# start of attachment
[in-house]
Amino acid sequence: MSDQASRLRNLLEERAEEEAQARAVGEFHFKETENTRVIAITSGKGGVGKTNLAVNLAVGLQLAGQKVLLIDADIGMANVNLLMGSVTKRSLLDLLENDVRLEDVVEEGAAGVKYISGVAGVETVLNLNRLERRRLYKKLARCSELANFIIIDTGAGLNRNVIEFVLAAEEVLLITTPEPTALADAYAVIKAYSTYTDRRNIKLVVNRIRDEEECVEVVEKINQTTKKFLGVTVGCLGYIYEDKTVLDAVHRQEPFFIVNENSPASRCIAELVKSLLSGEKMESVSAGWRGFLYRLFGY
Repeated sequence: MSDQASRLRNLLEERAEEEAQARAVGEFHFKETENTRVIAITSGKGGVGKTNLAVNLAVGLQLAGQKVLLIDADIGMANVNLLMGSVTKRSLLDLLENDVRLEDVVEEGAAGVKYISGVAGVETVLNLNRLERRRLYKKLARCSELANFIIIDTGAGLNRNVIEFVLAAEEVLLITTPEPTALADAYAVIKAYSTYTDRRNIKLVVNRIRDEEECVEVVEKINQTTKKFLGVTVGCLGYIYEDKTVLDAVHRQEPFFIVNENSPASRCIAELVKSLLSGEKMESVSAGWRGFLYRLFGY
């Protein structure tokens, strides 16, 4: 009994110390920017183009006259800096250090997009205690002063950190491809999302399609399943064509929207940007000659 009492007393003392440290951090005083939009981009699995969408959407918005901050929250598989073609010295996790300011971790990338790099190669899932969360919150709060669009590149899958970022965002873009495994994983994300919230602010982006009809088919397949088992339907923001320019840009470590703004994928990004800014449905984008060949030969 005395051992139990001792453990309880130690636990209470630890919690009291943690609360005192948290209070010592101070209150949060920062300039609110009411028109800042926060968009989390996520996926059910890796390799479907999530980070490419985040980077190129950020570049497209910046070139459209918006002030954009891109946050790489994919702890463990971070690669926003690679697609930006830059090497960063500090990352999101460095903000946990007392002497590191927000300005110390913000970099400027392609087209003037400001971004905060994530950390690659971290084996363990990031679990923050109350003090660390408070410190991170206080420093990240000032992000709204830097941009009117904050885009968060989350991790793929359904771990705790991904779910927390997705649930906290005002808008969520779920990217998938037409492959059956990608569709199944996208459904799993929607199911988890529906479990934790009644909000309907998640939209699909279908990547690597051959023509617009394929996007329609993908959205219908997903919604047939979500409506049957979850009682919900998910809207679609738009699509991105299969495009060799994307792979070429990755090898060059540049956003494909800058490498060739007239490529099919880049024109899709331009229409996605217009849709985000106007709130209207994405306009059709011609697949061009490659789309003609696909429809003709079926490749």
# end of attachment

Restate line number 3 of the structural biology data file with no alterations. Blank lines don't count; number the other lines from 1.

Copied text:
Repeated sequence: MSDQASRLRNLLEERAEEEAQARAVGEFHFKETENTRVIAITSGKGGVGKTNLAVNLAVGLQLAGQKVLLIDADIGMANVNLLMGSVTKRSLLDLLENDVRLEDVVEEGAAGVKYISGVAGVETVLNLNRLERRRLYKKLARCSELANFIIIDTGAGLNRNVIEFVLAAEEVLLITTPEPTALADAYAVIKAYSTYTDRRNIKLVVNRIRDEEECVEVVEKINQTTKKFLGVTVGCLGYIYEDKTVLDAVHRQEPFFIVNENSPASRCIAELVKSLLSGEKMESVSAGWRGFLYRLFGY